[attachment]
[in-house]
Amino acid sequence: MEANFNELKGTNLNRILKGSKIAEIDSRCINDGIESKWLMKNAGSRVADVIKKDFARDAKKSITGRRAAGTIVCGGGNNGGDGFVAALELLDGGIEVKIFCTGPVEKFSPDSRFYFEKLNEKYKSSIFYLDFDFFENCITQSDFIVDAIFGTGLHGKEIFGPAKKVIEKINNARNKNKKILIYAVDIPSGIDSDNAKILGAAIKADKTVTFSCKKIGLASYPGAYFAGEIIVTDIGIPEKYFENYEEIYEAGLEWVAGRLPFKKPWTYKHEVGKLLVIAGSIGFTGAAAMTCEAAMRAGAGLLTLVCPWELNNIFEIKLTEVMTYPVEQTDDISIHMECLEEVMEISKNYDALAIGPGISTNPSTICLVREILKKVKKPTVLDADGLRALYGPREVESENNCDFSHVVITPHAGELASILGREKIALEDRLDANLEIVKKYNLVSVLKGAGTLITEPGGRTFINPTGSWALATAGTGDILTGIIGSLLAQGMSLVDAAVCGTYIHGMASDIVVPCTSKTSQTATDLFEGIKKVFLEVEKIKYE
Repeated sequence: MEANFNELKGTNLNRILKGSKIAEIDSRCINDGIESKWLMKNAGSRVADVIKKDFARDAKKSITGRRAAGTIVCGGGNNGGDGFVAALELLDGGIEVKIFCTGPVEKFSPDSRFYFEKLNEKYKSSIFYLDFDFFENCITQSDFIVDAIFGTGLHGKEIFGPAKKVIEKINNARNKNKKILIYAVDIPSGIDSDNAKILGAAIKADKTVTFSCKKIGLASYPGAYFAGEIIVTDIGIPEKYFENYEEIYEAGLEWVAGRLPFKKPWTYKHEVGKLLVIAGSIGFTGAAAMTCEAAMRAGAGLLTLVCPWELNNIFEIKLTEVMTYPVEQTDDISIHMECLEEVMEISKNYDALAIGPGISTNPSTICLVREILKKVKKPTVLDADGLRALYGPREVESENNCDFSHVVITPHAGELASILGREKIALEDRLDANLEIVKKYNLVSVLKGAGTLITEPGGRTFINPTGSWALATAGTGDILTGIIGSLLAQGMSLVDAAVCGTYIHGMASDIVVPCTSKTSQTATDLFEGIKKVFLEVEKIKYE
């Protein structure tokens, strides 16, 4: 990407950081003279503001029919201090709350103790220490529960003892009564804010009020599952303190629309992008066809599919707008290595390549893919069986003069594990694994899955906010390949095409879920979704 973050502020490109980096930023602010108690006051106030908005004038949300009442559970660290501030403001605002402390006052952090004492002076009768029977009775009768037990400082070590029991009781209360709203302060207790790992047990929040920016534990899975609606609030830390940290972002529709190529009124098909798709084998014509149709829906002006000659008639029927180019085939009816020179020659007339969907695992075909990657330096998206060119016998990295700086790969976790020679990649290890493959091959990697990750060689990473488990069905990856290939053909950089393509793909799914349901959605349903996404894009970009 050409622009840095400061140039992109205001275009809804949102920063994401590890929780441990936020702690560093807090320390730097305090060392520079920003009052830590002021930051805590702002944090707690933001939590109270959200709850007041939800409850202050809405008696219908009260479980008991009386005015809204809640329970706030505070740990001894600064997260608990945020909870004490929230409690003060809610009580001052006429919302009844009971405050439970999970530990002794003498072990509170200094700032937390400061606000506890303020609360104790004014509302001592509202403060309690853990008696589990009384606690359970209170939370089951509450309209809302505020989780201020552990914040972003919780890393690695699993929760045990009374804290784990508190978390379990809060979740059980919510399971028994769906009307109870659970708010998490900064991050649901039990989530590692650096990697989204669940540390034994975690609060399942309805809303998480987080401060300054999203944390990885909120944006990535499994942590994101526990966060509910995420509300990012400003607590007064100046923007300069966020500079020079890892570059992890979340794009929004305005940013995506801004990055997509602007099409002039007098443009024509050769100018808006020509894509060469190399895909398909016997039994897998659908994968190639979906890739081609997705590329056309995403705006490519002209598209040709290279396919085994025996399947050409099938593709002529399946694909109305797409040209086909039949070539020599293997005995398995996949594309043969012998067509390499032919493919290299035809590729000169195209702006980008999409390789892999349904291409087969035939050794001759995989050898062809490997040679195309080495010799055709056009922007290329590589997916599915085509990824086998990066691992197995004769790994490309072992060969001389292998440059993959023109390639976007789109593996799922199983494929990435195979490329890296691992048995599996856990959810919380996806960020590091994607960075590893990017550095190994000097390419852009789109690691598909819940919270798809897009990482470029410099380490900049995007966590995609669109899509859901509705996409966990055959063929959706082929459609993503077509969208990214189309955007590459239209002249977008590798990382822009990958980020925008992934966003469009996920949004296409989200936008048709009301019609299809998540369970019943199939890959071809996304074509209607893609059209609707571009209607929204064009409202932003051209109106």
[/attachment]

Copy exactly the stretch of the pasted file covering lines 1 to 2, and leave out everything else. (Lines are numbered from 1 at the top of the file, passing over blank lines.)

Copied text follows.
[in-house]
Amino acid sequence: MEANFNELKGTNLNRILKGSKIAEIDSRCINDGIESKWLMKNAGSRVADVIKKDFARDAKKSITGRRAAGTIVCGGGNNGGDGFVAALELLDGGIEVKIFCTGPVEKFSPDSRFYFEKLNEKYKSSIFYLDFDFFENCITQSDFIVDAIFGTGLHGKEIFGPAKKVIEKINNARNKNKKILIYAVDIPSGIDSDNAKILGAAIKADKTVTFSCKKIGLASYPGAYFAGEIIVTDIGIPEKYFENYEEIYEAGLEWVAGRLPFKKPWTYKHEVGKLLVIAGSIGFTGAAAMTCEAAMRAGAGLLTLVCPWELNNIFEIKLTEVMTYPVEQTDDISIHMECLEEVMEISKNYDALAIGPGISTNPSTICLVREILKKVKKPTVLDADGLRALYGPREVESENNCDFSHVVITPHAGELASILGREKIALEDRLDANLEIVKKYNLVSVLKGAGTLITEPGGRTFINPTGSWALATAGTGDILTGIIGSLLAQGMSLVDAAVCGTYIHGMASDIVVPCTSKTSQTATDLFEGIKKVFLEVEKIKYE